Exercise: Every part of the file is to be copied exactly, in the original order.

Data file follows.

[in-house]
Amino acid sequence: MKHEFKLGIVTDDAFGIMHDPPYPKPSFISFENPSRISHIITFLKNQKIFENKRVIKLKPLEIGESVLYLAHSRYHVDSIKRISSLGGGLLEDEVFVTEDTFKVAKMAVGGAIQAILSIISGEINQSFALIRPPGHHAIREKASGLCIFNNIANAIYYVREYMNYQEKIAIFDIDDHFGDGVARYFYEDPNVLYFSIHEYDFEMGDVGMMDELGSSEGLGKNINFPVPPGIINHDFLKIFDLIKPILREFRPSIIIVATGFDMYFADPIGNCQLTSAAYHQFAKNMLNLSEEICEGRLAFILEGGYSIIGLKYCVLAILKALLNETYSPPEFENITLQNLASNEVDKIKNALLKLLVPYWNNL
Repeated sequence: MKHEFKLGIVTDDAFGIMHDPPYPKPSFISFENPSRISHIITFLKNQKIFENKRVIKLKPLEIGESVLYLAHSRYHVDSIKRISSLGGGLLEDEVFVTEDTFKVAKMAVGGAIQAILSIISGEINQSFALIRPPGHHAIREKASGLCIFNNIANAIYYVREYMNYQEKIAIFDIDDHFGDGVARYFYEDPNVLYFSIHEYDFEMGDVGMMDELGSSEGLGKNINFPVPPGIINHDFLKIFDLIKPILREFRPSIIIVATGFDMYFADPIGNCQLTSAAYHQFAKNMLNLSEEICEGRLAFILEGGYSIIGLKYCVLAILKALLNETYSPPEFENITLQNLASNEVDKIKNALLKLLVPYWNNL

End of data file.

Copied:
[in-house]
Amino acid sequence: MKHEFKLGIVTDDAFGIMHDPPYPKPSFISFENPSRISHIITFLKNQKIFENKRVIKLKPLEIGESVLYLAHSRYHVDSIKRISSLGGGLLEDEVFVTEDTFKVAKMAVGGAIQAILSIISGEINQSFALIRPPGHHAIREKASGLCIFNNIANAIYYVREYMNYQEKIAIFDIDDHFGDGVARYFYEDPNVLYFSIHEYDFEMGDVGMMDELGSSEGLGKNINFPVPPGIINHDFLKIFDLIKPILREFRPSIIIVATGFDMYFADPIGNCQLTSAAYHQFAKNMLNLSEEICEGRLAFILEGGYSIIGLKYCVLAILKALLNETYSPPEFENITLQNLASNEVDKIKNALLKLLVPYWNNL
Repeated sequence: MKHEFKLGIVTDDAFGIMHDPPYPKPSFISFENPSRISHIITFLKNQKIFENKRVIKLKPLEIGESVLYLAHSRYHVDSIKRISSLGGGLLEDEVFVTEDTFKVAKMAVGGAIQAILSIISGEINQSFALIRPPGHHAIREKASGLCIFNNIANAIYYVREYMNYQEKIAIFDIDDHFGDGVARYFYEDPNVLYFSIHEYDFEMGDVGMMDELGSSEGLGKNINFPVPPGIINHDFLKIFDLIKPILREFRPSIIIVATGFDMYFADPIGNCQLTSAAYHQFAKNMLNLSEEICEGRLAFILEGGYSIIGLKYCVLAILKALLNETYSPPEFENITLQNLASNEVDKIKNALLKLLVPYWNNL